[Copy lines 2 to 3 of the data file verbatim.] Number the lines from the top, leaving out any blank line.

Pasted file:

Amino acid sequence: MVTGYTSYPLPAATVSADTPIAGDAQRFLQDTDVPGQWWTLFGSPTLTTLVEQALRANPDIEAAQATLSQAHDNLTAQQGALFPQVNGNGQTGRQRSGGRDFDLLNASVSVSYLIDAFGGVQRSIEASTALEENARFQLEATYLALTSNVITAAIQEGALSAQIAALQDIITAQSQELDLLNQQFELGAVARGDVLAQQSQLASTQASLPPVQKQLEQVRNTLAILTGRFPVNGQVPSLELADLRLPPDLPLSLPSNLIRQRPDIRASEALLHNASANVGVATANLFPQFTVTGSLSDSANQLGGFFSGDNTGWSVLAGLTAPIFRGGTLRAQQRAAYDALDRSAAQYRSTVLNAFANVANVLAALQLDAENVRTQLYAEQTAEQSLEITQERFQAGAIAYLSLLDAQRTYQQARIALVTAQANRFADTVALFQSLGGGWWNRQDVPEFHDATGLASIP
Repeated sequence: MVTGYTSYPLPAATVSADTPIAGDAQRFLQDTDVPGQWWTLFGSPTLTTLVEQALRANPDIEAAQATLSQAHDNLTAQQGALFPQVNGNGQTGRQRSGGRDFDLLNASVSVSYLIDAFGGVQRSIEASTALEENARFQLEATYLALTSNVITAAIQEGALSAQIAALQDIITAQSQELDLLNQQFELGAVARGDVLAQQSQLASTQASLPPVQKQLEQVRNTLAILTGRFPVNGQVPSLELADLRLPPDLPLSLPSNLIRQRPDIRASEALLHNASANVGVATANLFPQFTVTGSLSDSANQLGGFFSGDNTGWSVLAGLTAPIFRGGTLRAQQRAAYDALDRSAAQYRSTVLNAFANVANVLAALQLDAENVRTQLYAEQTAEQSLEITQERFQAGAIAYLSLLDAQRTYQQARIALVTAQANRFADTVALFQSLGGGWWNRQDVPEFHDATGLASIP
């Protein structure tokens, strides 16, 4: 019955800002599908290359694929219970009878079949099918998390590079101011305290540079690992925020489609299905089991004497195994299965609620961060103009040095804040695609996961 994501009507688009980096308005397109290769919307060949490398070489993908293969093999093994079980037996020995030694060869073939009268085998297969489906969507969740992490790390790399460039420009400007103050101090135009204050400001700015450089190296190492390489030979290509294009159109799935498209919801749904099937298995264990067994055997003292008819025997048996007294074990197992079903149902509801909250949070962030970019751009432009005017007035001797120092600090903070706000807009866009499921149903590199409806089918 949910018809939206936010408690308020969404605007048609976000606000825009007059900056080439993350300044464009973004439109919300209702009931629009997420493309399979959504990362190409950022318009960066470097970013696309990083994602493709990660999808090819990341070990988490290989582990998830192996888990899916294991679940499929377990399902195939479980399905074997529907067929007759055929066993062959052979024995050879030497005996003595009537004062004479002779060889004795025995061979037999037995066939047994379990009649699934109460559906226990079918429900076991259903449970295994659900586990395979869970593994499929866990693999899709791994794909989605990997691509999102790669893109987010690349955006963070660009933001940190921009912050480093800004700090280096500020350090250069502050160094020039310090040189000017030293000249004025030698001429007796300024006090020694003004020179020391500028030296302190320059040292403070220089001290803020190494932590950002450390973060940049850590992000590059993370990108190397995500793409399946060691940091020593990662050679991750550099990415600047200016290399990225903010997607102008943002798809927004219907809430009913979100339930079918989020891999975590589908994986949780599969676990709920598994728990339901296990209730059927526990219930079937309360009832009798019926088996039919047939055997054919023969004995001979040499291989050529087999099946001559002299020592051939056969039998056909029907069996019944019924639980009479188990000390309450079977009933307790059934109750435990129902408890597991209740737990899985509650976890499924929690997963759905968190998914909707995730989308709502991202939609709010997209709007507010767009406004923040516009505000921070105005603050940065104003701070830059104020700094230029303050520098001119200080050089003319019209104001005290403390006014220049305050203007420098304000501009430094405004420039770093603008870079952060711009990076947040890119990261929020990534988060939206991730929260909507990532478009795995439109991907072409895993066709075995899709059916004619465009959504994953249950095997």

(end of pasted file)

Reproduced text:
Repeated sequence: MVTGYTSYPLPAATVSADTPIAGDAQRFLQDTDVPGQWWTLFGSPTLTTLVEQALRANPDIEAAQATLSQAHDNLTAQQGALFPQVNGNGQTGRQRSGGRDFDLLNASVSVSYLIDAFGGVQRSIEASTALEENARFQLEATYLALTSNVITAAIQEGALSAQIAALQDIITAQSQELDLLNQQFELGAVARGDVLAQQSQLASTQASLPPVQKQLEQVRNTLAILTGRFPVNGQVPSLELADLRLPPDLPLSLPSNLIRQRPDIRASEALLHNASANVGVATANLFPQFTVTGSLSDSANQLGGFFSGDNTGWSVLAGLTAPIFRGGTLRAQQRAAYDALDRSAAQYRSTVLNAFANVANVLAALQLDAENVRTQLYAEQTAEQSLEITQERFQAGAIAYLSLLDAQRTYQQARIALVTAQANRFADTVALFQSLGGGWWNRQDVPEFHDATGLASIP
């Protein structure tokens, strides 16, 4: 019955800002599908290359694929219970009878079949099918998390590079101011305290540079690992925020489609299905089991004497195994299965609620961060103009040095804040695609996961 994501009507688009980096308005397109290769919307060949490398070489993908293969093999093994079980037996020995030694060869073939009268085998297969489906969507969740992490790390790399460039420009400007103050101090135009204050400001700015450089190296190492390489030979290509294009159109799935498209919801749904099937298995264990067994055997003292008819025997048996007294074990197992079903149902509801909250949070962030970019751009432009005017007035001797120092600090903070706000807009866009499921149903590199409806089918 949910018809939206936010408690308020969404605007048609976000606000825009007059900056080439993350300044464009973004439109919300209702009931629009997420493309399979959504990362190409950022318009960066470097970013696309990083994602493709990660999808090819990341070990988490290989582990998830192996888990899916294991679940499929377990399902195939479980399905074997529907067929007759055929066993062959052979024995050879030497005996003595009537004062004479002779060889004795025995061979037999037995066939047994379990009649699934109460559906226990079918429900076991259903449970295994659900586990395979869970593994499929866990693999899709791994794909989605990997691509999102790669893109987010690349955006963070660009933001940190921009912050480093800004700090280096500020350090250069502050160094020039310090040189000017030293000249004025030698001429007796300024006090020694003004020179020391500028030296302190320059040292403070220089001290803020190494932590950002450390973060940049850590992000590059993370990108190397995500793409399946060691940091020593990662050679991750550099990415600047200016290399990225903010997607102008943002798809927004219907809430009913979100339930079918989020891999975590589908994986949780599969676990709920598994728990339901296990209730059927526990219930079937309360009832009798019926088996039919047939055997054919023969004995001979040499291989050529087999099946001559002299020592051939056969039998056909029907069996019944019924639980009479188990000390309450079977009933307790059934109750435990129902408890597991209740737990899985509650976890499924929690997963759905968190998914909707995730989308709502991202939609709010997209709007507010767009406004923040516009505000921070105005603050940065104003701070830059104020700094230029303050520098001119200080050089003319019209104001005290403390006014220049305050203007420098304000501009430094405004420039770093603008870079952060711009990076947040890119990261929020990534988060939206991730929260909507990532478009795995439109991907072409895993066709075995899709059916004619465009959504994953249950095997």